Angels of Life, Angels of Death

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"Be calm. God awaits you at the door.” ~ Gabriel Garcia Marquez, Love in the Time of Cholera

[dropcap]O[/dropcap]n my recent flight home from Atlanta, a kind man who checked me in at curbside upgraded my seat at the last minute. It was Mother’s Day and I was feeling kind of heavy. I took my newly assigned seat, and within seconds I connected with the gentleman seated beside me.

When I looked at him, I knew instantly that our souls already knew each other. We were supposed to meet.

Through tearful eyes and transparent pain, he told me the story of how his wife, the love of his life, had just passed away two months prior to our meeting. Cancer took her fast from his world.

As our souls continued their connection for a couple thousand miles at 40,000 feet, we realized that the same group of doctors at the University of Chicago had cared for his wife and my mother.

Having walked the same hallways of that hospital, I knew his pain — the terror that ran through our veins, the helpless feeling that comes from being at the mercy of doctors in pure white coats. A team of angels with stethoscopes.

Three years ago, I could not have even thought about death without breaking down. If only I had known then what I know now.

Cancer courted my mother for 13 brutal years. As I watched her slowly waste away, death destroyed me, too. A year later, I watched my uncle (her brother) die, and the following year, my aunt (his wife).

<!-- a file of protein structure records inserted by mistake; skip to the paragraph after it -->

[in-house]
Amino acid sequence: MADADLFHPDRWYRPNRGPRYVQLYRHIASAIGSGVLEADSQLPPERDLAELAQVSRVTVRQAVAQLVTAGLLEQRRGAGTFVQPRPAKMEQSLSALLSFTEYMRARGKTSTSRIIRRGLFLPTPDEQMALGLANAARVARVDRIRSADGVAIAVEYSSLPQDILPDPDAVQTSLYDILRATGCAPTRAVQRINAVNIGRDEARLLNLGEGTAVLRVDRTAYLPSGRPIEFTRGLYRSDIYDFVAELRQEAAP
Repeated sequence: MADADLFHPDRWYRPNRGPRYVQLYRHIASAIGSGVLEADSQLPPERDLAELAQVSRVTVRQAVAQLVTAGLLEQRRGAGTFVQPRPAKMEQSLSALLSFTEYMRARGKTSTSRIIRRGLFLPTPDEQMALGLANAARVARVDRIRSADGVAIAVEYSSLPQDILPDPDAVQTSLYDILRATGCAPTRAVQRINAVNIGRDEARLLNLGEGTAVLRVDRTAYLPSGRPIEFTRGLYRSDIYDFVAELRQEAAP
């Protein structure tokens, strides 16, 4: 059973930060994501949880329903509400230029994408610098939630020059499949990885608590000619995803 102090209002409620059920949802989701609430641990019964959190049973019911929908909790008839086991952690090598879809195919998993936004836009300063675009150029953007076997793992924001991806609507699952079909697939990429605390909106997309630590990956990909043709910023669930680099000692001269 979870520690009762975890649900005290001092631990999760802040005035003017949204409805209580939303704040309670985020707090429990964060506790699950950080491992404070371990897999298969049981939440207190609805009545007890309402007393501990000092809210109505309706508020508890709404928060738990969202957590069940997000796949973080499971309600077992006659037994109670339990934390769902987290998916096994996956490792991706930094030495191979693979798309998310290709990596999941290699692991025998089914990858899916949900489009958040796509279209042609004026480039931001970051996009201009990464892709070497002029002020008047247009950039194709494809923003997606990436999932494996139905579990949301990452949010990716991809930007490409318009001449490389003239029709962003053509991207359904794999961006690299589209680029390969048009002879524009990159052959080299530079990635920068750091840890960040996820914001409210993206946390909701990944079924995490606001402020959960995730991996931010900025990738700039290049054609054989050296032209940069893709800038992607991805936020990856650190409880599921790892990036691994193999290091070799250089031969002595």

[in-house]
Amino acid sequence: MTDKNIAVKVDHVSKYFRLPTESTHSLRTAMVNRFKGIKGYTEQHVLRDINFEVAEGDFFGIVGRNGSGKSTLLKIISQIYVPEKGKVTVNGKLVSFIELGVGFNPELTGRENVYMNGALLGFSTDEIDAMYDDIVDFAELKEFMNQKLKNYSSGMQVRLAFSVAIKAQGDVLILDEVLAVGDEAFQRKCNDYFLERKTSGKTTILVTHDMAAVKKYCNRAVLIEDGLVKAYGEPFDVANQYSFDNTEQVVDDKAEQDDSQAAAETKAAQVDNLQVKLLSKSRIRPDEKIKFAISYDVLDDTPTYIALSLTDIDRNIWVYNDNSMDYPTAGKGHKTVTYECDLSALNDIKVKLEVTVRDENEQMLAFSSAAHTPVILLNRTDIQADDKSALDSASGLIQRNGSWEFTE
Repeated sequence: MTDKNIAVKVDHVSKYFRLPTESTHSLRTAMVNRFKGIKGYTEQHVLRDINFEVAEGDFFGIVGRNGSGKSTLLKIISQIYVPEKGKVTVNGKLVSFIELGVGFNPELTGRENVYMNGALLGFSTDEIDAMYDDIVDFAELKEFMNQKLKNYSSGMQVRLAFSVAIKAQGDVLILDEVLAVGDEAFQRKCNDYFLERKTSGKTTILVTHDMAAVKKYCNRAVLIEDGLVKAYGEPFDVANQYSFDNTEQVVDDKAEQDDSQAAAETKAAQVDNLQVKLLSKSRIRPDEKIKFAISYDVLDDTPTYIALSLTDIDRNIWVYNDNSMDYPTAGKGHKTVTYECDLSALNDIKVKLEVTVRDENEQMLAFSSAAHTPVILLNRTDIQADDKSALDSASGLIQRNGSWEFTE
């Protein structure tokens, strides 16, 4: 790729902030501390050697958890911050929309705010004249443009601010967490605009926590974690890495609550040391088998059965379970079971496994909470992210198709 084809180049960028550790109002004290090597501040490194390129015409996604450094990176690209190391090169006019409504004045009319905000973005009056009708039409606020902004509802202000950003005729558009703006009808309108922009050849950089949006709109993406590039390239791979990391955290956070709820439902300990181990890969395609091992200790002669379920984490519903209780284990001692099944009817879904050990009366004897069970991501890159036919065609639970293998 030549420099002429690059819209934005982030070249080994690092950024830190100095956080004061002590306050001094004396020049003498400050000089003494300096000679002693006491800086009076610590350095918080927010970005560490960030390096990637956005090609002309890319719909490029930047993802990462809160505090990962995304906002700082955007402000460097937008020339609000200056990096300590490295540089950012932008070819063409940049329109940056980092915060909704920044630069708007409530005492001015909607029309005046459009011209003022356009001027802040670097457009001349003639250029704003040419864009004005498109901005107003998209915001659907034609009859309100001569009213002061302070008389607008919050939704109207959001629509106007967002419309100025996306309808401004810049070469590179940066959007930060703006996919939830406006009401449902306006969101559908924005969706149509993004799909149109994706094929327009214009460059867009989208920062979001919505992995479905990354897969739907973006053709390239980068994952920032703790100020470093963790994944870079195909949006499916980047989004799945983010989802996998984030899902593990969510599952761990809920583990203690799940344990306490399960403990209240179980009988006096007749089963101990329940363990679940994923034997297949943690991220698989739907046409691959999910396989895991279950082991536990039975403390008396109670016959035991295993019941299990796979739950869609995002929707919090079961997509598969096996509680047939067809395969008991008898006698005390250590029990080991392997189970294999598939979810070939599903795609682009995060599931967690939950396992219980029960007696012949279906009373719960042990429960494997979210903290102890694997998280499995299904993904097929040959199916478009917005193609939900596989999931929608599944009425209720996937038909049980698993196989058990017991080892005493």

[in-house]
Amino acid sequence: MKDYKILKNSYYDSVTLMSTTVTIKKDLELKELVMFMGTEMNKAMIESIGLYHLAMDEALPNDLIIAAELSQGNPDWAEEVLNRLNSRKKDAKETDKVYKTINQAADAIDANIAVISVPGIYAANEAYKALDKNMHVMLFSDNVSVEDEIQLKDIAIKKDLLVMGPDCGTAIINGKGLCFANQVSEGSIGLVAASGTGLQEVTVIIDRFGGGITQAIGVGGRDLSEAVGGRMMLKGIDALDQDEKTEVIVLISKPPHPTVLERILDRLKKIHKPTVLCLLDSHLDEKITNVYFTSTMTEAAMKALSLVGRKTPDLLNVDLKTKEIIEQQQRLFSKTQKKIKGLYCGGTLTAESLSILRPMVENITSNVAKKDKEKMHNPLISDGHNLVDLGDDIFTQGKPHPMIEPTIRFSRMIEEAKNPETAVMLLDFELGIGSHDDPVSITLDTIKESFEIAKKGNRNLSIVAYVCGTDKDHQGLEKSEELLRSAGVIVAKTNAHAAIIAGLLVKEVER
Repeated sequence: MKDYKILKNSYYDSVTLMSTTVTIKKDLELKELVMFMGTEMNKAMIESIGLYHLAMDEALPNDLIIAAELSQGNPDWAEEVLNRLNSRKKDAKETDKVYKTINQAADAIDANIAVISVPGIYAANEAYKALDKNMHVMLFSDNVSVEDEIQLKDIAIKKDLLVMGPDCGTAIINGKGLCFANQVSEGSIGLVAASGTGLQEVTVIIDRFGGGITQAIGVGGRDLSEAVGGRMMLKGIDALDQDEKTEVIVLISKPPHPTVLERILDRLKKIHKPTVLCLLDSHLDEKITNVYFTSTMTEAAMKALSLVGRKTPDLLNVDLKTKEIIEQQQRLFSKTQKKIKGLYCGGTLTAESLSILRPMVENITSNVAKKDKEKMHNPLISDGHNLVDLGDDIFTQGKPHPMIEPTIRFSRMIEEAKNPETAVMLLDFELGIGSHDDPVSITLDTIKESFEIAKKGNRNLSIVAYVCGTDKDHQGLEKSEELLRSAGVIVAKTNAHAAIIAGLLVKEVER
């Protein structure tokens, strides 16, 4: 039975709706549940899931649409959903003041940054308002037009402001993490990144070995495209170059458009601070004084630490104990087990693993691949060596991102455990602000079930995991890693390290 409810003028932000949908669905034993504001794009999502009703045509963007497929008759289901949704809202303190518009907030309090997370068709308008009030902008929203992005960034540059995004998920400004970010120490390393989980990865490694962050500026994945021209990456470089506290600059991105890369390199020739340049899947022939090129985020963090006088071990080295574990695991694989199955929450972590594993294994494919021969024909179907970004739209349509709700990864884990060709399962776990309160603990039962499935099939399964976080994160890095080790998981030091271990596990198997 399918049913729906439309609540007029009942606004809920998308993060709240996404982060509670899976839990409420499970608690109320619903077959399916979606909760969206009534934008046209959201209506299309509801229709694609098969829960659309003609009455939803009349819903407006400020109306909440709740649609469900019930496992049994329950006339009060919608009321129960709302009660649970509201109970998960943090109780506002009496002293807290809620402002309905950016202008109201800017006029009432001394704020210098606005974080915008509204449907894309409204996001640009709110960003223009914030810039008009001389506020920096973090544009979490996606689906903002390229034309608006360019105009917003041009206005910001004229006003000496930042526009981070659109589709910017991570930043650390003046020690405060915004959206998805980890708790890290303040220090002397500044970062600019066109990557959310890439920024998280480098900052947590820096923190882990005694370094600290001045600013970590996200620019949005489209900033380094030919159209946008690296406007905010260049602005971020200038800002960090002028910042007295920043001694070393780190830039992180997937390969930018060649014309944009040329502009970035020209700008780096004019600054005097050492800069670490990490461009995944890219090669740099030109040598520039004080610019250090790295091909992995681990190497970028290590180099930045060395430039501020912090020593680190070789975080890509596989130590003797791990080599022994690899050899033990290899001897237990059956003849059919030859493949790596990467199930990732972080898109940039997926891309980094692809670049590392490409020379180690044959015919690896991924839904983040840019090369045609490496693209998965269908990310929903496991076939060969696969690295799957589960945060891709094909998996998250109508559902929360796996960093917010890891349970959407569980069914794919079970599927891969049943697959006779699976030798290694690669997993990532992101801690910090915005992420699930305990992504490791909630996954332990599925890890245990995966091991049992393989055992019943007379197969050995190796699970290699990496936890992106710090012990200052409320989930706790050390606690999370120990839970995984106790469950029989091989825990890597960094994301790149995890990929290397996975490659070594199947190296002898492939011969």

The owners of the funeral home actually told my family they were praying not to see us for a while. I was becoming quite the professional—with each casket I watched be lowered, it seemed they put another piece of me into the ground.


The Grace in Dying

A Message of Hope, Comfort, and Spiritual Transformation -- By Kathleen Dowling Singh “As we deepen our understanding of the entire human journey from conception through death, we deepen our capacity to live more fully and freely awed by the fact that we are alive.”

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About four months before my mother’s death, she landed in the hospital. Though trips to the hospital had become routine, this time would be different. The nurse and her neurologist walked in with the largest needle I had ever seen in my life.

She needed to have a spinal tap.

As always, I snapped into action.

Laughter was the vehicle through which my mom and I had traveled through every tough time. Even with my nerves at an all-time high, I still managed to bring my inner comedian to life. I held her hands and kept her attention on me as they performed the procedure.

I was on a mission to save her, not only physically, but also emotionally.

What happened next defied my wildest imagination. In walked the hospital chaplain to ask if we would like to pray.

“Holy shit!” I thought. “Is someone going to die in here?!?”

Before I could answer, my mom replied, “Absolutely.”

Within minutes, the nurse, her neurologist, my mom and the chaplain were saying the “Our Father.”